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How to Locate and Take Tough Turkeys Day 4: What Are Five of Phillips Vanderpool’s Frequently Asked Seminar Questions

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Editor’s Note: When you’re looking at versatility in bowhunting, game calling and wildlife videography, Harrison, Arkansas, resident Phillip Vanderpool has done it all. With over 40+ years of hunting experience, Vanderpool is the complete hunting/videography package. After hunting turkeys since childhood with a shotgun, Phillip decided to try the ultimate challenge – bowhunting the wild turkey – and has taken about three dozen turkeys with his bow and has captured some of his turkey bowhunts on videotape. Vanderpool also is in high demand as a seminar speaker.

1) How does a cameraman set-up with a hunter to get the hunt put on film?

Vanderpool: The videographer wants to aim his camera over the hunter’s gun shoulder to get the shot of the hunter and the turkey. The videographer wants to be as close to the hunter as he can and get the hunter and the bird in the same frame. If you accomplish this, the viewer of the video will see what the hunter sees.

2) How do you draw your bow on a turkey?

Vanderpool: You want something behind you to break your outline up, like brush, trees and/or limbs. Your background helps to prevent the turkey’s seeing you when you move to draw. One of the easiest ways to break up your silhouette and draw without the turkey’s seeing you is to use a turkey blind.

3) How much do you call to a turkey when you’re bowhunting?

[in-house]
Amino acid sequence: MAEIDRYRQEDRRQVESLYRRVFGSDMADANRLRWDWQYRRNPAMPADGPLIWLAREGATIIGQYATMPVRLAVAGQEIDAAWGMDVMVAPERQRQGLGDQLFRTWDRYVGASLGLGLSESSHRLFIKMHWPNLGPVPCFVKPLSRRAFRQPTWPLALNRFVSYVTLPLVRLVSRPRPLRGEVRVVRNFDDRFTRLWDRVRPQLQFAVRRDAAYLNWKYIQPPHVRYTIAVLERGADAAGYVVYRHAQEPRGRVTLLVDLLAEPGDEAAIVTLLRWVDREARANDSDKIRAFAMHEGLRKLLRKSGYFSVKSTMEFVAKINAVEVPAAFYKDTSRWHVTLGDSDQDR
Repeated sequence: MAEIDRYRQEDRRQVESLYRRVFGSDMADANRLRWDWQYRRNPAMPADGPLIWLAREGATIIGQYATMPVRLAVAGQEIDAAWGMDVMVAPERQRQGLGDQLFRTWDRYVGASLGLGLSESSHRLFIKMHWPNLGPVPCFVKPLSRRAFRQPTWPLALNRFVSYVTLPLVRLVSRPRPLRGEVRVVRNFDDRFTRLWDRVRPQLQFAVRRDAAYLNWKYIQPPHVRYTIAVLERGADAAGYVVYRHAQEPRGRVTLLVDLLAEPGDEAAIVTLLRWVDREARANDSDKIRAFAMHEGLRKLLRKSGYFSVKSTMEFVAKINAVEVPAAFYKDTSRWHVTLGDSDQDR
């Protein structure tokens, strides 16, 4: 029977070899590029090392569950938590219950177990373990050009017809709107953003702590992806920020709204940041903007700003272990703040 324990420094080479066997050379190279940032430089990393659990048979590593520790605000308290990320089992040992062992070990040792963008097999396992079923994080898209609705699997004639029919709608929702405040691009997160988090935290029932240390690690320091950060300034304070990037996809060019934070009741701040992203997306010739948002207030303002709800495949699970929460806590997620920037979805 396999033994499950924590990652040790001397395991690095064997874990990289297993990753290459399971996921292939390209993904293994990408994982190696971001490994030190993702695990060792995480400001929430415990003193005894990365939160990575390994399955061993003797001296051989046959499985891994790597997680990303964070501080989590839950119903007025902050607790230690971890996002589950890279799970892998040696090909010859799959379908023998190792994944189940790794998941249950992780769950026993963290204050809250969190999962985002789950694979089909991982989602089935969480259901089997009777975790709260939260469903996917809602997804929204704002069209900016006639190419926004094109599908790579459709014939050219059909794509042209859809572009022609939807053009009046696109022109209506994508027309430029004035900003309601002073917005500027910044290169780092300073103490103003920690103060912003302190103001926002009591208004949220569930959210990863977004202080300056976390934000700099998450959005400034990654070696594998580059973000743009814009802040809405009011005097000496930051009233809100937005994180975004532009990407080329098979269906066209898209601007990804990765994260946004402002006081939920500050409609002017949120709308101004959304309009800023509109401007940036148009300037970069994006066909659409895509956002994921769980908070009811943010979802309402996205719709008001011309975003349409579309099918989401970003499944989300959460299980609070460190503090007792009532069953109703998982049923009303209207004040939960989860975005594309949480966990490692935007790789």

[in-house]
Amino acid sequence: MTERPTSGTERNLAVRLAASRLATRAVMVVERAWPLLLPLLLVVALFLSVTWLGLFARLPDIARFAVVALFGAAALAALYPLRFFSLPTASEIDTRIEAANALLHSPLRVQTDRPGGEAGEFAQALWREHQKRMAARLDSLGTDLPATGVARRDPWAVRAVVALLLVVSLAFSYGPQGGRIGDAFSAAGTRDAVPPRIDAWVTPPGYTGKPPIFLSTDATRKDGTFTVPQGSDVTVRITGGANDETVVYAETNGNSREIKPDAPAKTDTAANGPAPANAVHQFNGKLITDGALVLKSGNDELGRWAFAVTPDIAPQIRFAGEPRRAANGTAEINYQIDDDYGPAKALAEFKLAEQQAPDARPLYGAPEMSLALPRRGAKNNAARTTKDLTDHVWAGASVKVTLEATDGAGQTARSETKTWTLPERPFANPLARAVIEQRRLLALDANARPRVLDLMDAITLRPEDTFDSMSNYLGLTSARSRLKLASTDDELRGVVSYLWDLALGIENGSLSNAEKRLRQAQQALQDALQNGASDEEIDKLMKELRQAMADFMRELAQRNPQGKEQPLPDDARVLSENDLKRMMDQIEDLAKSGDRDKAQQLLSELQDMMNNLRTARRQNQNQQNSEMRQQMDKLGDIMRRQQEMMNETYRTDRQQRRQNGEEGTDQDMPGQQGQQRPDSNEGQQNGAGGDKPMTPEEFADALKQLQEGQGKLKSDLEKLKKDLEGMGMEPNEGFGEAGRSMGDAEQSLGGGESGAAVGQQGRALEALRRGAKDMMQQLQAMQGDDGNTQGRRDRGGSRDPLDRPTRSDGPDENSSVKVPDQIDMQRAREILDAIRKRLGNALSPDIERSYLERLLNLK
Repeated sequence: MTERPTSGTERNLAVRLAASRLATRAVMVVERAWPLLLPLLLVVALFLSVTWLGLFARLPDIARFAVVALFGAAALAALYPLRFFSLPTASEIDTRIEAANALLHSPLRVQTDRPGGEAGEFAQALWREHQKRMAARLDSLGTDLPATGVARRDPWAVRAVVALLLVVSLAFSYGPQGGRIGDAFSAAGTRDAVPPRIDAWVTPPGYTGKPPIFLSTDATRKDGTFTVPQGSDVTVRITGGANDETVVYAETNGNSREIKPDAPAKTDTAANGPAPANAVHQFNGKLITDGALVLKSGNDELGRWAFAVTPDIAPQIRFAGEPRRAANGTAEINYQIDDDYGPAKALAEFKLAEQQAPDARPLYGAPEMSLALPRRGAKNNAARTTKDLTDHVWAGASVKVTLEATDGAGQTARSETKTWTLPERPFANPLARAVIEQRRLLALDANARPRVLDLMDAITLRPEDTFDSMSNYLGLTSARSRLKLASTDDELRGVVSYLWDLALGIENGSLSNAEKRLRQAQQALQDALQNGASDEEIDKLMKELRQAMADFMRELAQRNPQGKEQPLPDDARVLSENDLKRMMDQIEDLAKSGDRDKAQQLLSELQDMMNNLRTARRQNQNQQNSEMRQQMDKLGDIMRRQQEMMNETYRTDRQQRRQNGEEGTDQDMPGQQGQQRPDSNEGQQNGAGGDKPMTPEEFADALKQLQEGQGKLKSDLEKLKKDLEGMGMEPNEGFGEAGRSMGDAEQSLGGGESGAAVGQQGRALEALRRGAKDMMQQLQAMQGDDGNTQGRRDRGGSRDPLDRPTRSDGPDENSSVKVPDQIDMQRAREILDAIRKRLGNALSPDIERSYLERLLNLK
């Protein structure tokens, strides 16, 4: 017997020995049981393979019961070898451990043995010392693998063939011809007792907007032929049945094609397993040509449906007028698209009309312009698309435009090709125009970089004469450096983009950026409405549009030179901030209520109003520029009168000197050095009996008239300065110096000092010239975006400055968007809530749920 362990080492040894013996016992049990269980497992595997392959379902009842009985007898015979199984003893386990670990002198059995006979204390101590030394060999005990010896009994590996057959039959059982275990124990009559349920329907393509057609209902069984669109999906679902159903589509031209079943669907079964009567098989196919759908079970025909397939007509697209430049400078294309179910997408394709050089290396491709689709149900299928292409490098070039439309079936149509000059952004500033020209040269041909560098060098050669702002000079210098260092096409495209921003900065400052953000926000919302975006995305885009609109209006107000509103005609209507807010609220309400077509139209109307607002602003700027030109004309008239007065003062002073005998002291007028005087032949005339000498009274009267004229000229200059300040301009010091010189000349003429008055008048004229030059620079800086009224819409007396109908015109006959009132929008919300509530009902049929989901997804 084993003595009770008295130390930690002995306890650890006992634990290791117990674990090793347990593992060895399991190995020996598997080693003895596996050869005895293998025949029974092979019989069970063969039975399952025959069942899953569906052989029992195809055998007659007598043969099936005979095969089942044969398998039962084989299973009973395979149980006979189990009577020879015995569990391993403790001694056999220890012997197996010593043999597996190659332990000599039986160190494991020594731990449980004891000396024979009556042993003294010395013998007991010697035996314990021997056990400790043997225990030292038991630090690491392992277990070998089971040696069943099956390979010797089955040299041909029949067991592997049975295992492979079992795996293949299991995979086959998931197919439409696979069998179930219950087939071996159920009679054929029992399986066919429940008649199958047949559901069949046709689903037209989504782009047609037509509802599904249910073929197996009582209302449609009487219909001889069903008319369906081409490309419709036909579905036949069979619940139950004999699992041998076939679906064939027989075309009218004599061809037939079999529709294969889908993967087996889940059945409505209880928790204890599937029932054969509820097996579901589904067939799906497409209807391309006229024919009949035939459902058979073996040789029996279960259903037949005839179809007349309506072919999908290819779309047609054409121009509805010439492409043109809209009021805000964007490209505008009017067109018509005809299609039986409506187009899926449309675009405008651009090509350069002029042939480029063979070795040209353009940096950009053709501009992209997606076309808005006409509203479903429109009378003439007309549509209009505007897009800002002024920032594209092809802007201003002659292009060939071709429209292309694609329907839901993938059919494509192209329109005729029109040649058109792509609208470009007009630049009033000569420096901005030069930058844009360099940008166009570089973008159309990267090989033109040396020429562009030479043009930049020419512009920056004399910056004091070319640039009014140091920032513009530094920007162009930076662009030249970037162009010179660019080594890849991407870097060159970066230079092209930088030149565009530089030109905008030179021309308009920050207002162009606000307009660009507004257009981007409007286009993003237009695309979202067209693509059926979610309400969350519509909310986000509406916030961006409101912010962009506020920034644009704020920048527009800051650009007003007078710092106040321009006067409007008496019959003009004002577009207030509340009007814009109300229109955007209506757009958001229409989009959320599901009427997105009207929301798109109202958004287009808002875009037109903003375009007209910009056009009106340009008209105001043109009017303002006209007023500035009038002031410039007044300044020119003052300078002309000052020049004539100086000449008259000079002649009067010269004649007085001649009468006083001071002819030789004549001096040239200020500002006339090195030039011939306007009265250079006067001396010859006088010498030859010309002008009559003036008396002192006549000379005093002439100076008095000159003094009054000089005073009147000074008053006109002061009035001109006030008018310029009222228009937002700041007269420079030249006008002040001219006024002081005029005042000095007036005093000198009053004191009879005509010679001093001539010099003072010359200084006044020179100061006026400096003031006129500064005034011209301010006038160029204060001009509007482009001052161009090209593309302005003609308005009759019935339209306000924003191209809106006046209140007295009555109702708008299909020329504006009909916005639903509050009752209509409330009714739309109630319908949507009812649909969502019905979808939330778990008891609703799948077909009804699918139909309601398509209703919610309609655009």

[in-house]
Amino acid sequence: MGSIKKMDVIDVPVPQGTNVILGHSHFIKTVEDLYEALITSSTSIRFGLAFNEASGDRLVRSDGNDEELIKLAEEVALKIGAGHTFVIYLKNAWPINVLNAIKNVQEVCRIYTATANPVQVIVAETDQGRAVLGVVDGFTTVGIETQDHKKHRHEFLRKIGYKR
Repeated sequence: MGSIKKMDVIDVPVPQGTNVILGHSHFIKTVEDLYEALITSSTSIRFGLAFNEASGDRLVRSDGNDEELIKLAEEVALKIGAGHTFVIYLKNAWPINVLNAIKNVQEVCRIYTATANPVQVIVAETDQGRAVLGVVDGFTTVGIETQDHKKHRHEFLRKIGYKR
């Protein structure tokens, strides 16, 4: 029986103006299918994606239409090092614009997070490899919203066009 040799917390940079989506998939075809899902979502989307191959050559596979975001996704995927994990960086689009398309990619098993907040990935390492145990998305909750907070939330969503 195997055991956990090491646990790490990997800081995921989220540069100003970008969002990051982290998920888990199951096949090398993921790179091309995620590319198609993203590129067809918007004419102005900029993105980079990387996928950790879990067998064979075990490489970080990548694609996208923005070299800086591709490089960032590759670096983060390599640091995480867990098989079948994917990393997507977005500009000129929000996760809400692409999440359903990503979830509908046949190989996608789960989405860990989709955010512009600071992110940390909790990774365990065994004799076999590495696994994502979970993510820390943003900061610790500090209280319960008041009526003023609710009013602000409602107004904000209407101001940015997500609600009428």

Vanderpool: When I’m bowhunting, I don’t use the run-and-gun type tactic of hunting turkeys. Instead, I use more of a sit-and-wait style of hunting. I’ll still call aggressively if I need to, but I’ll let the turkey tell me what kind of calling he wants to hear. When I set-up my blind, I generally call every 5 to 10 minutes. If I go for 30 minutes or an hour and don’t hear a turkey gobble, I’ll pick up my blind and move to another location.

4) When do you use a decoy?

Vanderpool: I do, especially when I’m bowhunting. I use a Cally Morris’ Hazel Creek R   eal Mounted hen decoy ( because it’s realistic, and it takes gobblers’ eyes off you, when you’re trying to draw the bow. The decoy gets full attention from both the hens and the gobblers when they come in to it.

5) What broadhead do you shoot for turkeys?

Vanderpool: I prefer the expandable-type broadhead when I’m bowhunting for turkeys. I’ve tried several different brands, and I personally like the Spitfire broadhead

( best. The Spitfire has more knock-down power when you shoot the turkey, and the arrow stays in the turkey rather than passing through the bird.

To learn more about turkey hunting, check out John E. Phillips’s book, “Outdoor Life’s Complete Turkey Hunting,” at, and available in Kindle and print.

Tomorrow: What Are Five More Frequently Asked Turkey Seminar Questions?

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